The name Sundarban can be literally translated as “beautiful forest” in the Bengali language (Shundôr, “beautiful” and bôn, “forest”). The name may have been derived from the Sundari trees (the mangrove species Heritiera fomes) that are found in Sundarbans in large numbers. Alternatively, it has been proposed that the name is a corruption of Samudraban, Shomudrobôn (“Sea Forest”), or Chandra-bandhe (name of a primitive tribe). However, the generally accepted view is the one associated with Sundari or Sundri trees.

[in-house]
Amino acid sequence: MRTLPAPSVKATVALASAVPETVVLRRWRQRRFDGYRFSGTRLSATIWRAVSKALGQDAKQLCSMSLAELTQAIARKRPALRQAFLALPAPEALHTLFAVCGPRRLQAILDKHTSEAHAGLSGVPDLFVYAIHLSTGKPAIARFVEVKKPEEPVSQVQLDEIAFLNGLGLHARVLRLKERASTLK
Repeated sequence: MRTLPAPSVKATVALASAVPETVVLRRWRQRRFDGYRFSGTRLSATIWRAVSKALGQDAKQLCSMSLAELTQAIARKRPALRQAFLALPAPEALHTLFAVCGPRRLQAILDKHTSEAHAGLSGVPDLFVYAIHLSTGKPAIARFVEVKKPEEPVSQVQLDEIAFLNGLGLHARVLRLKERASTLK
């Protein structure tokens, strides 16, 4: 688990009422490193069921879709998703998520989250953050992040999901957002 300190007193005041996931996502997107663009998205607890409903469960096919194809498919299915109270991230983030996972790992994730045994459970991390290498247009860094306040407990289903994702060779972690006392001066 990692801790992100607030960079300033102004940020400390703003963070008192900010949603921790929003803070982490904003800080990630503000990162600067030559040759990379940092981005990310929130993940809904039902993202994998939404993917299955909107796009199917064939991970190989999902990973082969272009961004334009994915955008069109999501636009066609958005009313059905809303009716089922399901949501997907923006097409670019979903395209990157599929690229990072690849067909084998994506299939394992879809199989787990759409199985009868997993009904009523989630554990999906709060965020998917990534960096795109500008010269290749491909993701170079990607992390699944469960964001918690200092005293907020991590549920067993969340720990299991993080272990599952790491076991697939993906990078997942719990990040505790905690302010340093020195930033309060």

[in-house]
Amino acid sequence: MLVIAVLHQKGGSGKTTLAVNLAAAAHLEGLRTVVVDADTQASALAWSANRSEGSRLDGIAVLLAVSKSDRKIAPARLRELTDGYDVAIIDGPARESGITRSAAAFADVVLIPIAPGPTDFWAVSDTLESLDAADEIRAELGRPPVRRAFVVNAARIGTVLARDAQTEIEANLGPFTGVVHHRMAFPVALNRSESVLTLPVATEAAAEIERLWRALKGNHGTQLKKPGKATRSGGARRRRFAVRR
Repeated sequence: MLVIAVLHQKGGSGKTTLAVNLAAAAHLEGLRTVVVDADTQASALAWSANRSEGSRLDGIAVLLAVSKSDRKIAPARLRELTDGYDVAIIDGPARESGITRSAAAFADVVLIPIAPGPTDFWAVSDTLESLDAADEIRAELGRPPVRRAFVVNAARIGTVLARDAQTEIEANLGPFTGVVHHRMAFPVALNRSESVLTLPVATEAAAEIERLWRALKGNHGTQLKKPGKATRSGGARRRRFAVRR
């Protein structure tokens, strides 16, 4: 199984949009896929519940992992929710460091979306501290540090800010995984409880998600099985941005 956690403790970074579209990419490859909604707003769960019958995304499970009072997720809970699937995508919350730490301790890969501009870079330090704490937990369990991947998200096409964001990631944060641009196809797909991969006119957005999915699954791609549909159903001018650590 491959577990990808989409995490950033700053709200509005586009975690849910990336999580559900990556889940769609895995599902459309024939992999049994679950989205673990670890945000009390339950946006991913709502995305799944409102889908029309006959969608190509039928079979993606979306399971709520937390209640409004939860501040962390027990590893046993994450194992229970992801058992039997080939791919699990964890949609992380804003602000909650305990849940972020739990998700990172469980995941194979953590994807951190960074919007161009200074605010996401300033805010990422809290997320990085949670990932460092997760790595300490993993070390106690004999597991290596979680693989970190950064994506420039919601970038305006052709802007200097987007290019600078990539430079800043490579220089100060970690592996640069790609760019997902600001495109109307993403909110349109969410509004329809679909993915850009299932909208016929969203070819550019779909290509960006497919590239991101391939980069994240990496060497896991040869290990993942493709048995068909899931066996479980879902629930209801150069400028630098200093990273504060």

The history of the area can be traced back to 200–300 AD. A ruin of a city built by Chand Sadagar has been found in the Baghmara Forest Block. During the Mughal period, the Mughal Kings leased the forests of the Sundarbans to nearby residents. Many criminals took refuge in the Sundarbans from the advancing armies of Emperor Akbar. Many have been known to be attacked by tigers. Many of the buildings which were built by them later fell to hands of Portuguese pirates, salt smugglers and dacoits in the 17th century. Evidence of the fact can be traced from the ruins at Netidhopani and other places scattered all over Sundarbans.[4] The legal status of the forests underwent a series of changes, including the distinction of being the first mangrove forest in the world to be brought under scientific management. The area was mapped first in Persian, by the Surveyor General as early as 1764 following soon after proprietary rights were obtained from the Mughal Emperor Alamgir II by the British East India Company in 1757. Systematic management of this forest tract started in the 1860s after the establishment of a Forest Department in the Province of Bengal, in British India. The management was entirely designed to extract whatever treasures were available, but labour and lower management mostly were staffed by locals, as the British had no expertise or adaptation experience in mangrove forests.